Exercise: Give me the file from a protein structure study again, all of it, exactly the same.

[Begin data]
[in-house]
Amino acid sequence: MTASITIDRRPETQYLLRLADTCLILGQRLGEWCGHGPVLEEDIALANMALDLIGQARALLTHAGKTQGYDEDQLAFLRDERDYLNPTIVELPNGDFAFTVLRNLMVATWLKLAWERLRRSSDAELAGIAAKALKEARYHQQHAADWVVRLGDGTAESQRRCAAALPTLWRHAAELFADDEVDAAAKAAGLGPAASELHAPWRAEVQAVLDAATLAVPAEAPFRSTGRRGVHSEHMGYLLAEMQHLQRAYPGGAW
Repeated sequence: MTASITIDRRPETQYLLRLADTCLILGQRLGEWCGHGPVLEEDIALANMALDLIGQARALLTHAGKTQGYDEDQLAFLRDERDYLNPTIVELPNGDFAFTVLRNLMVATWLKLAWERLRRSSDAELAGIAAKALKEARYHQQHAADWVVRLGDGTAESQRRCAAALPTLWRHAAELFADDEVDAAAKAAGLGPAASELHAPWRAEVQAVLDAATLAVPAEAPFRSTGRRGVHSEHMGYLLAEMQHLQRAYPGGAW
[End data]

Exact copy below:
[in-house]
Amino acid sequence: MTASITIDRRPETQYLLRLADTCLILGQRLGEWCGHGPVLEEDIALANMALDLIGQARALLTHAGKTQGYDEDQLAFLRDERDYLNPTIVELPNGDFAFTVLRNLMVATWLKLAWERLRRSSDAELAGIAAKALKEARYHQQHAADWVVRLGDGTAESQRRCAAALPTLWRHAAELFADDEVDAAAKAAGLGPAASELHAPWRAEVQAVLDAATLAVPAEAPFRSTGRRGVHSEHMGYLLAEMQHLQRAYPGGAW
Repeated sequence: MTASITIDRRPETQYLLRLADTCLILGQRLGEWCGHGPVLEEDIALANMALDLIGQARALLTHAGKTQGYDEDQLAFLRDERDYLNPTIVELPNGDFAFTVLRNLMVATWLKLAWERLRRSSDAELAGIAAKALKEARYHQQHAADWVVRLGDGTAESQRRCAAALPTLWRHAAELFADDEVDAAAKAAGLGPAASELHAPWRAEVQAVLDAATLAVPAEAPFRSTGRRGVHSEHMGYLLAEMQHLQRAYPGGAW